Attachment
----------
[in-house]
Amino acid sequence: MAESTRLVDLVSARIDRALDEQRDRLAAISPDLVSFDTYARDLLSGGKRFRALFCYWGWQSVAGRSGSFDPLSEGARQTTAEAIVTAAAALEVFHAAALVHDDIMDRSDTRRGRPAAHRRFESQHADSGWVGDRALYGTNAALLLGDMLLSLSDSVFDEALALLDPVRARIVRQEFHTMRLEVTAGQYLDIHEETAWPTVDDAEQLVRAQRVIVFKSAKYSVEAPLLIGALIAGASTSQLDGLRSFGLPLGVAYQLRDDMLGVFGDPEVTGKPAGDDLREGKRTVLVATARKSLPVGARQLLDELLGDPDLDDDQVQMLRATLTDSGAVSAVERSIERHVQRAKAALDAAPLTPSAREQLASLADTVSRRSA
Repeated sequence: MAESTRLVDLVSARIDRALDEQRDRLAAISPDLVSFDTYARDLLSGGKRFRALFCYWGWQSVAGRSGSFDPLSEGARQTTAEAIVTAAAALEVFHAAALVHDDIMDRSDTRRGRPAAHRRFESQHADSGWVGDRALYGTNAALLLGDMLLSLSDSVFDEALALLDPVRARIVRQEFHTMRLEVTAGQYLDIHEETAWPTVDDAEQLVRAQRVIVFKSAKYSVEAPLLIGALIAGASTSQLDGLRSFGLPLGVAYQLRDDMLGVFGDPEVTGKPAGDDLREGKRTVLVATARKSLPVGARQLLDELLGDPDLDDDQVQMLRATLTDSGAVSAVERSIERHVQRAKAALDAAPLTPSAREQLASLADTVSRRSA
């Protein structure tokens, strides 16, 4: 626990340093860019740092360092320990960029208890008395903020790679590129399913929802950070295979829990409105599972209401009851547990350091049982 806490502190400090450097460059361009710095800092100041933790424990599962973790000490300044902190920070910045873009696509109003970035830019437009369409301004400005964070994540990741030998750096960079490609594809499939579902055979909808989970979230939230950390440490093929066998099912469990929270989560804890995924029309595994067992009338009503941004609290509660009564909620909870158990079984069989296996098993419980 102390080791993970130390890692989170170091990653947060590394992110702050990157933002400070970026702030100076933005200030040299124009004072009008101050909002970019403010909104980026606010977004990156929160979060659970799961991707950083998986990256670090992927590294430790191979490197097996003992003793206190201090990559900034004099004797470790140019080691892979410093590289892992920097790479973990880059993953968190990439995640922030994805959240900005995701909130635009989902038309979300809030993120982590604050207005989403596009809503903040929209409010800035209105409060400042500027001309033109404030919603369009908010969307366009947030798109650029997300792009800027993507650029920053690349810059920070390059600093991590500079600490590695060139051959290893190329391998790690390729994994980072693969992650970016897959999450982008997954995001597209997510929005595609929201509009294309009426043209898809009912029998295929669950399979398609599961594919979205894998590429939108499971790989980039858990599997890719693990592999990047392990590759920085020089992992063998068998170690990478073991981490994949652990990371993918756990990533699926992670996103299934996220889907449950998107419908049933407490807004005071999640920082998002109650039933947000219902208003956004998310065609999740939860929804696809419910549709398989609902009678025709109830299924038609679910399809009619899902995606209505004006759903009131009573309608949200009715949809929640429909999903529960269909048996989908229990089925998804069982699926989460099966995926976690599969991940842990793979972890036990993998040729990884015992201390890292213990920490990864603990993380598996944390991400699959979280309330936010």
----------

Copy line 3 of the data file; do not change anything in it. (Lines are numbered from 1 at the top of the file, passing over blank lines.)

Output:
Repeated sequence: MAESTRLVDLVSARIDRALDEQRDRLAAISPDLVSFDTYARDLLSGGKRFRALFCYWGWQSVAGRSGSFDPLSEGARQTTAEAIVTAAAALEVFHAAALVHDDIMDRSDTRRGRPAAHRRFESQHADSGWVGDRALYGTNAALLLGDMLLSLSDSVFDEALALLDPVRARIVRQEFHTMRLEVTAGQYLDIHEETAWPTVDDAEQLVRAQRVIVFKSAKYSVEAPLLIGALIAGASTSQLDGLRSFGLPLGVAYQLRDDMLGVFGDPEVTGKPAGDDLREGKRTVLVATARKSLPVGARQLLDELLGDPDLDDDQVQMLRATLTDSGAVSAVERSIERHVQRAKAALDAAPLTPSAREQLASLADTVSRRSA